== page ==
Around 2019-2020, Kela interviewed parents about family leaves and how parents share them. The parents were also asked about whether they might be interested in more flexible parental leaves. For instance, one fourth of mothers and one third of fathers were interested in a parental leave that would combine part-time work and part-time leave, leaving a certain portion of the parental leave entitlement until a later time.

More on the surveyed parents’ views: 

Mothers with a weaker labour market status receive child home care allowance longer than average

Mothers make up the majority of child home care allowance recipients. In 2020, 92% of the recipients were women and 8% men. Men’s share of the recipients has increased slowly. On average, mothers receive the allowance for a total of 13 months. However, the share of long recipiency durations (over 13 months) has decreased in recent years.

For mothers, a good labour market status was a predictor of a quicker return to work. Nearly 50% of highly educated or economically active mothers returned to work by the time their child was 1.5 years old, while among non-economically active mothers only one in five did so. A higher rate of allowance, for example in the form of a supplemental payment from the municipality, made a quick return to work less likely.

Among mothers with more than one child, it was also more common for mothers with a comparatively weaker labour market status to use the child home care allowance as an intermediate benefit between two parental leave periods. Long periods of time spent on family leave can erode women’s employment outlook, careers and salaries and ultimately their pensions. 

The uneven take-up of family leaves between mothers and fathers weakens women’s labour market status indirectly. Family leaves have direct costs for employers, for most of which they are compensated, but certain costs such as hiring replacement workers are not covered.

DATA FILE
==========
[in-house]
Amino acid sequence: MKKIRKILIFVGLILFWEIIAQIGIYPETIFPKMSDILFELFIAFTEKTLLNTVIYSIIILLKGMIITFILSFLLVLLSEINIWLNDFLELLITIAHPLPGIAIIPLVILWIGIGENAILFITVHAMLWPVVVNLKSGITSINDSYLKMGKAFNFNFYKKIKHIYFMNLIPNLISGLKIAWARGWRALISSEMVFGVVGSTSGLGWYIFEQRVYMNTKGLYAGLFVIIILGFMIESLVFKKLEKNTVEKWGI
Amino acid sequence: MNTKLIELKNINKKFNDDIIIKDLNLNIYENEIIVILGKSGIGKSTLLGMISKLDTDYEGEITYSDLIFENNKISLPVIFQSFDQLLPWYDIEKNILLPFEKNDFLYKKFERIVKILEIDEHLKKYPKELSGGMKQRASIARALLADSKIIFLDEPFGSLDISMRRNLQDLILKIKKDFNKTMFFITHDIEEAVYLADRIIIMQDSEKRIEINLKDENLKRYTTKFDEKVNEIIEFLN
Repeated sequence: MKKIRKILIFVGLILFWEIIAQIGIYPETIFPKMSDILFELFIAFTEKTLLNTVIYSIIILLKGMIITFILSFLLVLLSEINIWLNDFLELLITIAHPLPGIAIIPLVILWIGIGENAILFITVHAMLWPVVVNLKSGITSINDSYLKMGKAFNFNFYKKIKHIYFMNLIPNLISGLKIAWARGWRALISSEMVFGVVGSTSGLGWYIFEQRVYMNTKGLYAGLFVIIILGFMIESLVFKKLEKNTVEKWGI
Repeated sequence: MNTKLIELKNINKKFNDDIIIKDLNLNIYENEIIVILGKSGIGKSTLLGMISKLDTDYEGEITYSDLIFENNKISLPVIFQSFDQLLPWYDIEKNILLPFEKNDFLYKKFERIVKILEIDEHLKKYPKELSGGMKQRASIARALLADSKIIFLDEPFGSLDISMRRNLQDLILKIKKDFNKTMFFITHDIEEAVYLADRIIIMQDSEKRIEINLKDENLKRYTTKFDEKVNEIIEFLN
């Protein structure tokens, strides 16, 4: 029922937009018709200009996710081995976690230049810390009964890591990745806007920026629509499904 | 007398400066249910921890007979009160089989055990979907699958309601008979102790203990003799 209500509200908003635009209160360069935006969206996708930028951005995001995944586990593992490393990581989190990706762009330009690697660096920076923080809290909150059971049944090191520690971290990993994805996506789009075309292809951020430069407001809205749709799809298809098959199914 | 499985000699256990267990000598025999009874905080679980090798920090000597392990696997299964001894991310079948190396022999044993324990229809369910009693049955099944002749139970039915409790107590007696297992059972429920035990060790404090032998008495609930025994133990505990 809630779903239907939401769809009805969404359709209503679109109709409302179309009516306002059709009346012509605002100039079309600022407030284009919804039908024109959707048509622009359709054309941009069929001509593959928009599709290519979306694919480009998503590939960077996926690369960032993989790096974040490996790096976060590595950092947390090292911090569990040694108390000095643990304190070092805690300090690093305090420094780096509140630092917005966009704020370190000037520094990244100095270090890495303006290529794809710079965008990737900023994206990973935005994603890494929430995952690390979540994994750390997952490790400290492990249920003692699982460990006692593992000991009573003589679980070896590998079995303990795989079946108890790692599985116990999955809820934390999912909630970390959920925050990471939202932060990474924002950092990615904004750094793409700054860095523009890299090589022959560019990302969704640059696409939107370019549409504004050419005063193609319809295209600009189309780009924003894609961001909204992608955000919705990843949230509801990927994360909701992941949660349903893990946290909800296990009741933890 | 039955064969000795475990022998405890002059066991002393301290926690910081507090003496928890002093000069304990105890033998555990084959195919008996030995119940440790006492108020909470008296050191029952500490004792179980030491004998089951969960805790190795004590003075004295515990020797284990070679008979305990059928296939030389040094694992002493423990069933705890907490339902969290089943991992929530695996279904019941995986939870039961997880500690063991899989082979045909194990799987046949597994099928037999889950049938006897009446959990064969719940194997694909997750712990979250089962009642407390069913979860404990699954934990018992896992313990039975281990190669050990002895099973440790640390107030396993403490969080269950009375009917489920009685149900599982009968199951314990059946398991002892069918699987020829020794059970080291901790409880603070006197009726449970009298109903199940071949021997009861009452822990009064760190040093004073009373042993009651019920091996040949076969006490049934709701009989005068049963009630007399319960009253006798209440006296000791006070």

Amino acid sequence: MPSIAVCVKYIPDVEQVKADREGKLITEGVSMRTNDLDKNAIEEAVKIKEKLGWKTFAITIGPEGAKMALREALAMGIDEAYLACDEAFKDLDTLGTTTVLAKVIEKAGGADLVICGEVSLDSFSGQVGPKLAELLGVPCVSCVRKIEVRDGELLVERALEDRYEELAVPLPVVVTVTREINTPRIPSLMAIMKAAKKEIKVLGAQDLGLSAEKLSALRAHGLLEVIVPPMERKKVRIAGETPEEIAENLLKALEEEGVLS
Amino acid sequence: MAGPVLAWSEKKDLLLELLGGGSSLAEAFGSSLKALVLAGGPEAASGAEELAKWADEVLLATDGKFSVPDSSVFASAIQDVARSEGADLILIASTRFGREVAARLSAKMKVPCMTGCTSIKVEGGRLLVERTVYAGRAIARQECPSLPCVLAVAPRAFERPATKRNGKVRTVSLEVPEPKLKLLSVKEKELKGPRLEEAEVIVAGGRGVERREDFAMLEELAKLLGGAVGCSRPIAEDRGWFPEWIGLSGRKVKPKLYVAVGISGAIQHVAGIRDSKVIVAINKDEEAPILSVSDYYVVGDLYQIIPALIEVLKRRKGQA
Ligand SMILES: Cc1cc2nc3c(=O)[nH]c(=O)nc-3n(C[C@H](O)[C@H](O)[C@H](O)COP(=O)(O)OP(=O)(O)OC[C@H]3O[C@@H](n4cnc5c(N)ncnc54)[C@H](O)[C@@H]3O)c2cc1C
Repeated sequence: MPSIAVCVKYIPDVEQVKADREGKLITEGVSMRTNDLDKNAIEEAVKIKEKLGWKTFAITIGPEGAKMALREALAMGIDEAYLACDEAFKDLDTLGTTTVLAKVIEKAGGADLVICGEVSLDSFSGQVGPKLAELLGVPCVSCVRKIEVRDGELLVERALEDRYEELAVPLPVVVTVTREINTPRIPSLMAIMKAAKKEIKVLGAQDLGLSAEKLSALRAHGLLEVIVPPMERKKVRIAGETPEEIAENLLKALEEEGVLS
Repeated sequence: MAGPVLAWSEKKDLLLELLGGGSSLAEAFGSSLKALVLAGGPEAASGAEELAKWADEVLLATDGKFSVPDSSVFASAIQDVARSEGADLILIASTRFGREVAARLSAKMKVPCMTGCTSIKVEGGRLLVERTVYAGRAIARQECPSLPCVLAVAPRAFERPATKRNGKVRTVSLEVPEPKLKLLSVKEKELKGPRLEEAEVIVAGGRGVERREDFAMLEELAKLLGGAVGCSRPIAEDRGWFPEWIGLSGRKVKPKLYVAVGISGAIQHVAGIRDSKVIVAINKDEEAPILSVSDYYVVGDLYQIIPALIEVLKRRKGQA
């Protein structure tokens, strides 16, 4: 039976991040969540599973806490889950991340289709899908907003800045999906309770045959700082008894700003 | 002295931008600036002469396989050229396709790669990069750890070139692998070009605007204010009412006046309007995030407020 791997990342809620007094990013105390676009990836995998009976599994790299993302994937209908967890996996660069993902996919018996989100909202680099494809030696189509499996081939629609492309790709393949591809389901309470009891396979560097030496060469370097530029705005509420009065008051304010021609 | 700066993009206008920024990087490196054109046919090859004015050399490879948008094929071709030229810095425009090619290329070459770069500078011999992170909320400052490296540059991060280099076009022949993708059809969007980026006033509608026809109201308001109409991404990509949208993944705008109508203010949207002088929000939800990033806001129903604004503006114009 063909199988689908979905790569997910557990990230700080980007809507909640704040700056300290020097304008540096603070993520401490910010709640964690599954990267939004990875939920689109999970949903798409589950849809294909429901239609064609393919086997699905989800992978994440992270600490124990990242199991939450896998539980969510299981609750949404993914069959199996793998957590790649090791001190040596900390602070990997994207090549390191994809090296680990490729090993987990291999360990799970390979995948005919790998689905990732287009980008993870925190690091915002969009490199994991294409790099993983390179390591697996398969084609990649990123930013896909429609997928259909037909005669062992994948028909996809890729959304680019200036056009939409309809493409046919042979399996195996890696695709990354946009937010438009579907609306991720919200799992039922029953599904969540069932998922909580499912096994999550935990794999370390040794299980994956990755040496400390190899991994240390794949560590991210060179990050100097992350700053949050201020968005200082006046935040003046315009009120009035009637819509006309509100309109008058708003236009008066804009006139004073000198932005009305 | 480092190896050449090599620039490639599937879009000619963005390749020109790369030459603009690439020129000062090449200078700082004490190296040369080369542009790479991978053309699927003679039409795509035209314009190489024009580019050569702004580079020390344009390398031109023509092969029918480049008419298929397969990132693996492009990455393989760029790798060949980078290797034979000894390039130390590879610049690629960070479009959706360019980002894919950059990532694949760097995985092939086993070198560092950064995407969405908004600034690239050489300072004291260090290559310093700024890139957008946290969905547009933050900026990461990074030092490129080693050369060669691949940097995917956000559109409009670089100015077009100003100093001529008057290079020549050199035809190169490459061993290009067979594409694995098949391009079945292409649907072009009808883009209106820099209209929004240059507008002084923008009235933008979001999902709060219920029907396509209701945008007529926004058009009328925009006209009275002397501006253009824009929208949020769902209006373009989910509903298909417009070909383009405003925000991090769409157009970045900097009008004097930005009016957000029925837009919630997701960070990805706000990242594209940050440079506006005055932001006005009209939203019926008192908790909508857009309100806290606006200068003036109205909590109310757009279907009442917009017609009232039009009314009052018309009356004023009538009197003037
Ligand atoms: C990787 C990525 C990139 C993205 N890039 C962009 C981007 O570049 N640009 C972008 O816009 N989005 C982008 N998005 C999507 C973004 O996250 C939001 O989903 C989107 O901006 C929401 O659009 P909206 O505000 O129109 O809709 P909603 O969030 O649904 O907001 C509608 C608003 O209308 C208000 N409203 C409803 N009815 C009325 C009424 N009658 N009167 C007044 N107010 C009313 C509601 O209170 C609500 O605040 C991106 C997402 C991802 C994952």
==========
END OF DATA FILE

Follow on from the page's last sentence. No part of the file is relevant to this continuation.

Since 2017, employers have been eligible for a family leave compensation of 2,500 euros if a female employee takes maternity or parental leave and continues to be paid by the employer for at least one month. In 2020, family leave compensations were paid to a little over 4,100 employers at a total cost of 48.6 million euros.


More on the impact of the child home care allowance on mothers’ employment status:

A wide range of social benefits for families with children

Kela provides the following benefits for families with children: 

  • maternity, special maternity, paternity and parental allowance
  • child care allowances
  • child benefit
  • maternity grant
  • child maintenance allowance. 

Total expenditure on family benefits paid out by Kela in 2020 came to 2,815.0 million euros. At 1,371.1 million euros, child benefits were the largest single category in 2020. A total amount of 931.4 million euros was spent on maternity, paternity and parental allowances, while the expenditure on child care allowances came to 340.2 million euros.


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Contact information

  • Anneli Miettinen, Senior Researcher, tel. 050 559 9984
  • Miia Saarikallio-Torp, Senior Researcher, tel. 050 324 3311
  • Hanna-Mari Heinonen, Researcher, tel. 050 348 0372
  • Tapio Räsänen, Researcher, tel. 050 302 9292
  • Siru Keskinen, Coordinator (Statistics), tel. 020 634 1372
  • Ella Sihvonen, Senior Researcher, tel. 020 634 1353